If she shivers, get ready for a trip to prison! If she is perfectly still, only then is your petition assured of success.
How tragic is the fate of this sad child. Poisoned from the earliest age with thoughts of her own divinity; spoiled hopelessly with the scepter of absolute authority, believing that it is her divine right to have her want and way in every situation of life; sending adults into a trembling panic if her disapproval is aroused. Hmmm…..I’ve seen such a child a few places before: in the aisles of grocery stores screaming for the treats to which they believe they are entitled; holding their parents hostage in restaurants by running amok and daring them to risk public discipline; or incapable when playing with other kids of handling loss, disadvantage, or domination. These have been, like the Kumari, deceived into believing that they are the center of the universe and the rightful focus of every adult’s admiration.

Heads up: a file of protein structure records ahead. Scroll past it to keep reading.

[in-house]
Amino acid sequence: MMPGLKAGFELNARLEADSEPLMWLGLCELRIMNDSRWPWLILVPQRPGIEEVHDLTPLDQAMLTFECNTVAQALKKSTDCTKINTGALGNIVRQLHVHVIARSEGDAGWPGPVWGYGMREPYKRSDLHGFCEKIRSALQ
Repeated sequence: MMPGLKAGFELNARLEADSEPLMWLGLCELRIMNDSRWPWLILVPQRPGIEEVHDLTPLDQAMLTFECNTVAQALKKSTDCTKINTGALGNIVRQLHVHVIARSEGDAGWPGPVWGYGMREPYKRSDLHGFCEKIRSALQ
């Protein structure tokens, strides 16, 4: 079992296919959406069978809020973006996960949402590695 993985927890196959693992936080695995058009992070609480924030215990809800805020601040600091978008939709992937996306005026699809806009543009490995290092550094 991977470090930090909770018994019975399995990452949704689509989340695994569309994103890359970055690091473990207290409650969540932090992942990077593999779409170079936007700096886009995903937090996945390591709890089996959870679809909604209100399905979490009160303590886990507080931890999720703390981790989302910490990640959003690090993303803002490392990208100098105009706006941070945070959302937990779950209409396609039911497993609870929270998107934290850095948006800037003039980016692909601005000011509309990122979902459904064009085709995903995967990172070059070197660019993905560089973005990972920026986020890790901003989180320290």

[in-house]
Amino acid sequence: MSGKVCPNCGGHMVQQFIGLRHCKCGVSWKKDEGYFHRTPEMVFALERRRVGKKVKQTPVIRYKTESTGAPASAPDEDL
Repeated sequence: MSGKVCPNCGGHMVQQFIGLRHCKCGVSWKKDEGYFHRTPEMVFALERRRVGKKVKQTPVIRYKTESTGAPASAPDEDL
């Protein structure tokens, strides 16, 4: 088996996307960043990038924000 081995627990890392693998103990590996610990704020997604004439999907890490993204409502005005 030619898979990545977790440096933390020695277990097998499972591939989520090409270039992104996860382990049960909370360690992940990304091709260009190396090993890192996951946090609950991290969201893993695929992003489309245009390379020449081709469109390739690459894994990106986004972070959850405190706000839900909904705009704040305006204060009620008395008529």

And herein lies the challenge for the married couple, for such children, unrestrained or untrained, will inevitably seek to conquer and divide their parents. The brat unbridled leads to blame and embarrassment – – who is responsible for the emotional mayhem of this maniacal miniaturization of domestic authority? Which of us failed to steer and direct their path? Who pampered them in private, or placated them with privilege, while the other alone wielded the rod and thus became unwillingly the object of their infantile resentment?